If you're carrying a credit-card balance, strive to pay it down quickly to cut your interest costs. In the meantime, ask the card issuer to lower your rates. You can always threaten to transfer the balance to another card. But check carefully before actually making such a transfer because the fees and postpromotion rates can be killers. Check our full report on credit cards, with Ratings for ConsumerReports.org subscribers.
You can save money on your brokerage account by switching to a discount broker or even a free one, such as Zecco.com. In a May 2007 CR Money Lab survey of online brokers, the top-rated ones were Firstrade Securities, E-Trade Financial, TradeKing, and Charles Schwab.
When buying insurance or renewing a policy, comparison shop at a site such as InsWeb. Ask about getting a multipolicy discount if you buy your auto, home, and life insurance from the same company. Raising your deductibles -- the amount you must spend before the insurance kicks in -- can save a lot, especially if they're less than $500 a year. For example, boosting your car insurance deductible to $1,000 from $250 could cut your premium by up to $677 annually.
Review your policies to make sure you're not duplicating coverage. In the case of car insurance, there's no reason to buy separate roadside-assistance or towing coverage if you're already getting it as part of your vehicle warranty or from an auto club. And if you and your family have separate medical insurance, consider dropping your policy's medical payments coverage, unless your state requires it.
Switch to generic drugs, which are as effective and safe as their name-brand counterparts but can cost 20 to 50 percent less. If a generic is unavailable, there might be a less-expensive name-brand alternative. Go to Consumer Reports Best Buy Drugs for a list of generics and alternative name-brand drugs to discuss with your doctor. The site also offers free money-savings guides. If you must take a name-brand drug, ask your doctor if you can get higher dosage pills and split them. Some drug companies offer assistance to consumers who can't afford their medication.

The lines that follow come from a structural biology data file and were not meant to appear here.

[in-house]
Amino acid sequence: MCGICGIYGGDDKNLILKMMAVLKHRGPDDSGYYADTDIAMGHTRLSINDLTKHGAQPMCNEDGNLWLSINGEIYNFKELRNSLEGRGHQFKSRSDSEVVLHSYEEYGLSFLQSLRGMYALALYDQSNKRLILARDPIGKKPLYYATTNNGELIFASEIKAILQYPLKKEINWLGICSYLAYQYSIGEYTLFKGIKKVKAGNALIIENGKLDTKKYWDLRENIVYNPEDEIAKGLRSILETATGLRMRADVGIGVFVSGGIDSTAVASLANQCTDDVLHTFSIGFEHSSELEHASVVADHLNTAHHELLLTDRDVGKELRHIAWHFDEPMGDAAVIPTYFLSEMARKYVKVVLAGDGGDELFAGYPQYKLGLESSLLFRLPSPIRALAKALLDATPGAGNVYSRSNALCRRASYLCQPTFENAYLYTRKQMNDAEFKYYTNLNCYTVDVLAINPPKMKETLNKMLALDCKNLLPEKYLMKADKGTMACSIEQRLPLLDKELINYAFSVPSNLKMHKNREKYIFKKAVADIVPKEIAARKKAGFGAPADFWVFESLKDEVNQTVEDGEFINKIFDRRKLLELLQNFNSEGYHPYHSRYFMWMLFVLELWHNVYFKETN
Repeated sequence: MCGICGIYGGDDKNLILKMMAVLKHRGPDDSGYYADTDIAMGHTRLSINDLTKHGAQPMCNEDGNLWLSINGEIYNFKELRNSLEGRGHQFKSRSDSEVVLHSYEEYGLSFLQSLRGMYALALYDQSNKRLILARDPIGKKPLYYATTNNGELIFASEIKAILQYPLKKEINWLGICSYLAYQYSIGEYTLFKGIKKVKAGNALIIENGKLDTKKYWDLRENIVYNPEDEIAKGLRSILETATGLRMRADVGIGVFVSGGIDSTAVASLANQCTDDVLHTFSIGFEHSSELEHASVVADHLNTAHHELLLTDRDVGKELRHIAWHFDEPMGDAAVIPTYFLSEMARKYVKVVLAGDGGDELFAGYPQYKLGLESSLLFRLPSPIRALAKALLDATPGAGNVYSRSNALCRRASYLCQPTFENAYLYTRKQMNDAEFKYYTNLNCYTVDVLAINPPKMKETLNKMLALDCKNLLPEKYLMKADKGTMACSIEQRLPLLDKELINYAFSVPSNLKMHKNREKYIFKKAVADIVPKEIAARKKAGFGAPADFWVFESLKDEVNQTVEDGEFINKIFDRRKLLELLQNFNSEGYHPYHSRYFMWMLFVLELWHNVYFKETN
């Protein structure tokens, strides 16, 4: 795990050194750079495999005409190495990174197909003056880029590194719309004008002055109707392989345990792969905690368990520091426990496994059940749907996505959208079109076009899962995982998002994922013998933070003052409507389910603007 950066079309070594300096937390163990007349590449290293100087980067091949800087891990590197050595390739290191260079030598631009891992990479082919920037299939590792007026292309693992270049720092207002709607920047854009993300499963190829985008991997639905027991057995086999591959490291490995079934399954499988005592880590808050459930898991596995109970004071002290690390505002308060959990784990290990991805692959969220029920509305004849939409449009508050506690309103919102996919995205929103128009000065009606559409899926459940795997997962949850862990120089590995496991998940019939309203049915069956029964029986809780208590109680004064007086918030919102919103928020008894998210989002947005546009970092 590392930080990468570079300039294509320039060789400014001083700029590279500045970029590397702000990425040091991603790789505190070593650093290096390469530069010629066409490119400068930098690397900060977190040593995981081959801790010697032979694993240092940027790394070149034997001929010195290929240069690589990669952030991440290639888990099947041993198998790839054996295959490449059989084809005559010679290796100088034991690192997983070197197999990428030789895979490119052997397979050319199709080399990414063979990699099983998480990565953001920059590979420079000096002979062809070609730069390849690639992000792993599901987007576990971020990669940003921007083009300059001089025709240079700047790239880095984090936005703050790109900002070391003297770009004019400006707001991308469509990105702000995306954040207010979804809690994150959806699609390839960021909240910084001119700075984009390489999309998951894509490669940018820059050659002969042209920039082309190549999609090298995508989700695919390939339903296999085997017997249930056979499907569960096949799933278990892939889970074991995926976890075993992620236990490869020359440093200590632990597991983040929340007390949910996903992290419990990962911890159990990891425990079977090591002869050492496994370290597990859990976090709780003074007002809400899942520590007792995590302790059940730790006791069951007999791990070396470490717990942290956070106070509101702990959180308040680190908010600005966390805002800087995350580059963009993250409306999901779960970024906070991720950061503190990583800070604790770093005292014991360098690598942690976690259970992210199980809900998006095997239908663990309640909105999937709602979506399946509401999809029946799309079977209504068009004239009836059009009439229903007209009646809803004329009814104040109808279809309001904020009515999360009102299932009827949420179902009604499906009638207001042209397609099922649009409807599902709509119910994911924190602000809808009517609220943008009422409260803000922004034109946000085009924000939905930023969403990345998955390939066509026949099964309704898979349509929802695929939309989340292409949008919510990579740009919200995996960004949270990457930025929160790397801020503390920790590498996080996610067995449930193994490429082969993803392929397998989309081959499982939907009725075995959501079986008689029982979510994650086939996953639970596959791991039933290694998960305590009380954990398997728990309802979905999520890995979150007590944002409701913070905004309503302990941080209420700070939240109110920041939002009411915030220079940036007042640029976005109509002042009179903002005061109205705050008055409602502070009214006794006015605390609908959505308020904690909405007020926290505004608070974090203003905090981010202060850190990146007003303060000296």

Prices on prescription drugs can vary widely, so it pays to comparison shop. A recent Consumers Union report found that by diligently shopping, senior citizens in Florida were able to find lower prices than those offered through their Medicare Part D drug plans. Big-box retailers such as Wal-Mart, Target, and Costco can offer deep discounts. Try to use hospitals, physicians, and other providers that participate in your health plan for the lowest out-of-pocket costs.
Copyright © 2006-2010 Consumers Union of U.S., Inc. No reproduction in whole or in part without written permission.